Being a very young girl at the time, I had no idea why or for how long I was leaving Cuba. As anyone can imagine, it was a very traumatic time in my life. For any child to find themselves without their parents arriving at an unknown place, not knowing anyone, not speaking the language—it’s unreal. I passed many nights remembering my family, remembering Cuba, my friends, my school … being very sad and wanting to go back.
But time has a way of healing, even when we don’t want to heal. I finished my high school while living in a camp for unaccompanied Cuban refugee children on Homestead Air Force Base in Florida City. I went on to study at Xavier University in Cincinnati.
In 1973, I decided it was time to become an American citizen and to honor this country which had given me a home. I consider myself very lucky I was born on a beautiful island to a loving family, and I came to live in and love another wonderful country. I’m very proud to call myself a Cuban-American.
Like Mayda, the first woman profiled in the following video was among the 14,000 children to flee communist Cuba through the Peter Pan Program:
“The exodus of the Cuban children was virtually unknown for over 30 years,” according to PedroPan.org. “The name [Operation Pedro Pan] had only appeared in print in March of ’62 and in a Reader’s Digest article in 1988.” More background:
Approximately half of the minors were reunited with relatives or friends at the airport. More than half were cared for by the Catholic Welfare Bureau, directed by a young 30 year old Irish priest, Bryan O. Walsh. The children from the Cuban Refugee Children’s Program were placed in temporary shelters in Miami and relocated in 30 States.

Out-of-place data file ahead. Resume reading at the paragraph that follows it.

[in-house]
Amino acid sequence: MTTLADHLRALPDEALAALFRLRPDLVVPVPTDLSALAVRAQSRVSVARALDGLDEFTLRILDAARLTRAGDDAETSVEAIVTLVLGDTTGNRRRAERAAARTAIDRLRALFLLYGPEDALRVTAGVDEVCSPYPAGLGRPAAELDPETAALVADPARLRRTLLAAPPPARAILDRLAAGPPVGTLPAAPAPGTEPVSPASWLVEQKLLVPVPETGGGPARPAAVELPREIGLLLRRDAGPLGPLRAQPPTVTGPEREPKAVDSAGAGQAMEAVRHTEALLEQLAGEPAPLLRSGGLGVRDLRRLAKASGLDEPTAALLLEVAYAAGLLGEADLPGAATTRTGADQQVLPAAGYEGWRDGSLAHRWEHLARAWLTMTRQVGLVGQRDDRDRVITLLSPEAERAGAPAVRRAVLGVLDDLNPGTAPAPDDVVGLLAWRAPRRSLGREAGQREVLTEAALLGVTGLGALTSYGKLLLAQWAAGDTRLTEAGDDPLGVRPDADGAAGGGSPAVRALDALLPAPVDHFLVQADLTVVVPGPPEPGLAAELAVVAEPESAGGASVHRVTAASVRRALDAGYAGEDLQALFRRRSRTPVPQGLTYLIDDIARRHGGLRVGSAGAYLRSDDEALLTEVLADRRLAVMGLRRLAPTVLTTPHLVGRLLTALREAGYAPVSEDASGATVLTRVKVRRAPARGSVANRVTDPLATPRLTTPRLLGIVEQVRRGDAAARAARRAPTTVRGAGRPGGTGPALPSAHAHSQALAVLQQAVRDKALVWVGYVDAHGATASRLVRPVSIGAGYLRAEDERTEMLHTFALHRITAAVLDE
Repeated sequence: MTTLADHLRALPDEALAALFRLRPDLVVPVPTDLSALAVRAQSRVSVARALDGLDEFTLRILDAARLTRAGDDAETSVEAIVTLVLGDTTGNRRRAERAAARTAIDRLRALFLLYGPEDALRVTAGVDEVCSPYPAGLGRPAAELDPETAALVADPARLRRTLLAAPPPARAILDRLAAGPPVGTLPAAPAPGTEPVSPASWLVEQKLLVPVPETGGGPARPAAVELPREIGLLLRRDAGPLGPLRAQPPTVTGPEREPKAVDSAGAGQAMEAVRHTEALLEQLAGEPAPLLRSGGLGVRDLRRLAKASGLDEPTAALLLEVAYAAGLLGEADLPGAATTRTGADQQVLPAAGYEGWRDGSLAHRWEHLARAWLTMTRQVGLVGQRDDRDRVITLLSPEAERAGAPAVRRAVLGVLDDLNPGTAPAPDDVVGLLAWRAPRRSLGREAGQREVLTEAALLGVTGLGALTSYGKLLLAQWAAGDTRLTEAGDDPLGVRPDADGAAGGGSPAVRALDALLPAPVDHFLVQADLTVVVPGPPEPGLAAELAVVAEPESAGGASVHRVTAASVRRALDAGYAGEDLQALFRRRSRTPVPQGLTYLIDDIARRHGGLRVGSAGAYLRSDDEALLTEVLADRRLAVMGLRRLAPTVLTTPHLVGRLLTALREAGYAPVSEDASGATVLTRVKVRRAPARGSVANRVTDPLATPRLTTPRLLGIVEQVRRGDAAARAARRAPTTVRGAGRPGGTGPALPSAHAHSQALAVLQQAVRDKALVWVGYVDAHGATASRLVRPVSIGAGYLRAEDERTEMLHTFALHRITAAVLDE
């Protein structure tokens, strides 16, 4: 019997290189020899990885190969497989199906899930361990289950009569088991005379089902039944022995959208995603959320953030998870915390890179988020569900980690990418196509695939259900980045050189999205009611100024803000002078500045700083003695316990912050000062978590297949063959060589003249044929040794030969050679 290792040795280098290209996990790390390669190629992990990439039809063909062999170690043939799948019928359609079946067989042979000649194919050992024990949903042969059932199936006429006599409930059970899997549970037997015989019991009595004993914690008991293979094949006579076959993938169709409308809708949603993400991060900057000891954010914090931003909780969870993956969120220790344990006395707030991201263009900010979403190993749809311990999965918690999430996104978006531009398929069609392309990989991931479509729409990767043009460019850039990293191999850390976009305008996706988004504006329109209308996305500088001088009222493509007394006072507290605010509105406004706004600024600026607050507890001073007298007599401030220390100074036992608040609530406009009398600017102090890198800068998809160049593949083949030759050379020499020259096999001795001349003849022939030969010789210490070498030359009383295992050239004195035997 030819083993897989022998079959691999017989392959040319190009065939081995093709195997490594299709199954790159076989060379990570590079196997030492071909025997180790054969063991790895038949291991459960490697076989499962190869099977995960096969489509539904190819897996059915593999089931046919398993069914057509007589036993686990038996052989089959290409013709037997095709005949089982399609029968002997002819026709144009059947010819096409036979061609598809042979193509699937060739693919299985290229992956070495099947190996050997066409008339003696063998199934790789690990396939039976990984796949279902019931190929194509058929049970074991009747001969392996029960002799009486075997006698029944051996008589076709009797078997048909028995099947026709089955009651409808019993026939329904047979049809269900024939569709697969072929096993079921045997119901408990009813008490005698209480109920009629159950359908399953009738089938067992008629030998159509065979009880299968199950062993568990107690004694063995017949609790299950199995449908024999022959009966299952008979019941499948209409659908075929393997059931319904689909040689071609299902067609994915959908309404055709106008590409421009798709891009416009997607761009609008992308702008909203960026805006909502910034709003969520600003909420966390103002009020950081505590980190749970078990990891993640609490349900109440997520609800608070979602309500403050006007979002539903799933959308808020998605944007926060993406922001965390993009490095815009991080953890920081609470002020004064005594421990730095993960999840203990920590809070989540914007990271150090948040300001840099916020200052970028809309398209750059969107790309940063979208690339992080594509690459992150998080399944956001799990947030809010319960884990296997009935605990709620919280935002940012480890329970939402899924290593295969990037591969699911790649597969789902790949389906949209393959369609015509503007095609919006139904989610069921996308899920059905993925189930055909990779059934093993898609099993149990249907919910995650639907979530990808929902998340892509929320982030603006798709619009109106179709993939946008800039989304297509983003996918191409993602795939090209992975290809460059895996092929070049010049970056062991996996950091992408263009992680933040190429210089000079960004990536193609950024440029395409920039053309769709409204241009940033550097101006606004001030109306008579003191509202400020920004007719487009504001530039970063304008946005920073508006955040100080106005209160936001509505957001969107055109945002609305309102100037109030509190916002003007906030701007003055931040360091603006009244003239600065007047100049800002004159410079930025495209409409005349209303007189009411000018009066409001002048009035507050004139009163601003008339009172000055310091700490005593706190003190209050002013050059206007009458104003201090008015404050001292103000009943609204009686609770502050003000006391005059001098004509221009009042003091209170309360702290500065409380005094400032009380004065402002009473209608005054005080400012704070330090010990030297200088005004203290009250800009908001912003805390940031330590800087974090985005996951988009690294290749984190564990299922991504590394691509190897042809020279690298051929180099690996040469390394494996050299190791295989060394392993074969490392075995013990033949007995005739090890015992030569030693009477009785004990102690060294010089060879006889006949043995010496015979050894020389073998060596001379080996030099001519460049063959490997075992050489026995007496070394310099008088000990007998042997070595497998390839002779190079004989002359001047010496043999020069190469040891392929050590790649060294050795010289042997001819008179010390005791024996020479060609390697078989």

Many children of the Unaccompanied Cuban Children’s program are unaware that they were part of history in the making. Today, we are trying to locate all the children that came alone and were part of this historical exodus. Please help us locate the grown children of Pedro Pan!
If you happen to be one of those grown children and would like to share your story alongside Mayda’s, please send us a note. (One child grew up to became a U.S. senator, another the mayor of Denver, and another the U.S. ambassador to Spain.) To get a sense of what things were like in the refugee camp in Miami, check out the following film produced in 1969 by the U.S. Information Agency, The Lost Apple, which documented stories of the young Cubans and served as anti-Communist propaganda for the U.S. during the Cold War: